Cystic fibrosis (CF), caused by mutations in the cystic fibrosis transmembrane conductance regulator (CFTR) gene, is the most common inherited life-limiting disease in North European people affecting 90,000 people worldwide. Progressive lung damage caused by recurrent infection and chronic airway inflammation is the major determinant of survival with a median age at death of 29 years. Approximately 60% of CF patients are infected with Aspergillus fumigatus, a ubiquitous environmental fungus, and its presence has been associated with accelerated lung function decline. Half of the patients infected with Aspergillus are <18 years of age. Yet, time of acquisition of this fungus and determinants of CF-related Aspergillus disease severity and progression are not known. CFTR expression has been demonstrated in cells of the innate and adaptive immune system and has shown to be critical for normal function. Research delineating the role of CFTR-deficient phagocytes in Aspergillus persistence and infection in the CF lung, has only recently received attention. In this concise review we aim to present the current understanding with respect to when people with CF acquire infection with A. fumigatus and antifungal immune responses by CF immune cells.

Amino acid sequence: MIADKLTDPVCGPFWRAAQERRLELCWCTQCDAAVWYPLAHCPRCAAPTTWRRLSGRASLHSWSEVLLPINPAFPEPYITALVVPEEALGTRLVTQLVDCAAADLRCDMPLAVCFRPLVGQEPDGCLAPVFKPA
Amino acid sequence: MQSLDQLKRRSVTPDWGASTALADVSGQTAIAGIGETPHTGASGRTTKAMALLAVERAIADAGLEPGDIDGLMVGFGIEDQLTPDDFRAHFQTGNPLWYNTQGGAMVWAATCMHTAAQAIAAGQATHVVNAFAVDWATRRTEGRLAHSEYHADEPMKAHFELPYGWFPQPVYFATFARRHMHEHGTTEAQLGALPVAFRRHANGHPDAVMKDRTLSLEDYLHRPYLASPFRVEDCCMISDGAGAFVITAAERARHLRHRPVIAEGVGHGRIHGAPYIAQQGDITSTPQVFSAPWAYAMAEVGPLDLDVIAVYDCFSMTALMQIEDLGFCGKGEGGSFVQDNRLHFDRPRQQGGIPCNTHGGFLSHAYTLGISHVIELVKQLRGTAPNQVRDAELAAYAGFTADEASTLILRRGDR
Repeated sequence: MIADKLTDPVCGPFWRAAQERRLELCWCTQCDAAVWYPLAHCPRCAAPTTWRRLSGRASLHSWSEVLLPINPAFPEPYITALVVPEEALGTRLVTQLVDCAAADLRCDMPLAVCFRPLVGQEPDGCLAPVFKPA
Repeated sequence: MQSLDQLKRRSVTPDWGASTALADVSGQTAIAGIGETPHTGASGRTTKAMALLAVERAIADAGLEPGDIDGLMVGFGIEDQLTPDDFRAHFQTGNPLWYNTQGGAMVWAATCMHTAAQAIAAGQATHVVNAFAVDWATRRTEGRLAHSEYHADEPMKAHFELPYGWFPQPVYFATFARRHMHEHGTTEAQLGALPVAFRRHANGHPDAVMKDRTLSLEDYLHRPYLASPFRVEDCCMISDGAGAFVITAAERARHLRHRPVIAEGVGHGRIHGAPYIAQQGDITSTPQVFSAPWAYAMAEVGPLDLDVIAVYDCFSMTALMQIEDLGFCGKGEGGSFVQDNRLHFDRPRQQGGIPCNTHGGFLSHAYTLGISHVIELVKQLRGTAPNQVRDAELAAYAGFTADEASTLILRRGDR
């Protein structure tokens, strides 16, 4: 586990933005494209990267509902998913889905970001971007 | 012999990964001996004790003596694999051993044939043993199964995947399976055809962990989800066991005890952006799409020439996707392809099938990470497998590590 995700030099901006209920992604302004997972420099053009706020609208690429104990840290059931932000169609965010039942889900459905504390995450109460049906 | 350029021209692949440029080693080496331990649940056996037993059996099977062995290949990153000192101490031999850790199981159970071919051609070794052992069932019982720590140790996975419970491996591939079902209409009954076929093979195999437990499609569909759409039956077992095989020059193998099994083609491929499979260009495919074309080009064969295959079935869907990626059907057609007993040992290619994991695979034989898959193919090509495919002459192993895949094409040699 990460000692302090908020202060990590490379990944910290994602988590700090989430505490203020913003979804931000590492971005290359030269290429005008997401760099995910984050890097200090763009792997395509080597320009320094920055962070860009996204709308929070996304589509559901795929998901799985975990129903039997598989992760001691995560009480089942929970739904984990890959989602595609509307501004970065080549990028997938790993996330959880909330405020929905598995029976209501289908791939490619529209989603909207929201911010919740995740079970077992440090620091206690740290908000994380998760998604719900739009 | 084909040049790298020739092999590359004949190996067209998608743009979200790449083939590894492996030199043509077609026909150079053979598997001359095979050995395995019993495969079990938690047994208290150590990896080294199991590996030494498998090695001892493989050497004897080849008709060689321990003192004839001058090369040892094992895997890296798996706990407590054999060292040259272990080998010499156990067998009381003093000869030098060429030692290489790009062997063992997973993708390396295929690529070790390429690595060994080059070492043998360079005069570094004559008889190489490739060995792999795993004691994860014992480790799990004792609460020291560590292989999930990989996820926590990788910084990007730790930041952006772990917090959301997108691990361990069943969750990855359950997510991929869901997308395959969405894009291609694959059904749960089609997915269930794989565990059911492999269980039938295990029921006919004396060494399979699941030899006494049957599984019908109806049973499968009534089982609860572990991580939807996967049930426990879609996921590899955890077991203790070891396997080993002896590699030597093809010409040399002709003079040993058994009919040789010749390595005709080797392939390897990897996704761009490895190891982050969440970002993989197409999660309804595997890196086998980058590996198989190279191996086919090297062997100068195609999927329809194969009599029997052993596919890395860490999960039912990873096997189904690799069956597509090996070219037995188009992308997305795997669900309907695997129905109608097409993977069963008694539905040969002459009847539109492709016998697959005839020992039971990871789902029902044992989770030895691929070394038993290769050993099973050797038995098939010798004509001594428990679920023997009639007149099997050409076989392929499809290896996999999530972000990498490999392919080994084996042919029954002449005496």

Bibliographical noteInvited Review.
AB and AW are supported by the Wellcome Trust Strategic Award in Medical Mycology and Fungal Immunology (grant 097377). AW is supported by the MRC Centre for Medical Mycology (grant MR/N006364/1) at the University of Aberdeen.
- aspergillus fumigatus
- cystic fibrosis
- innate immunity
- Aspergillus fumigatus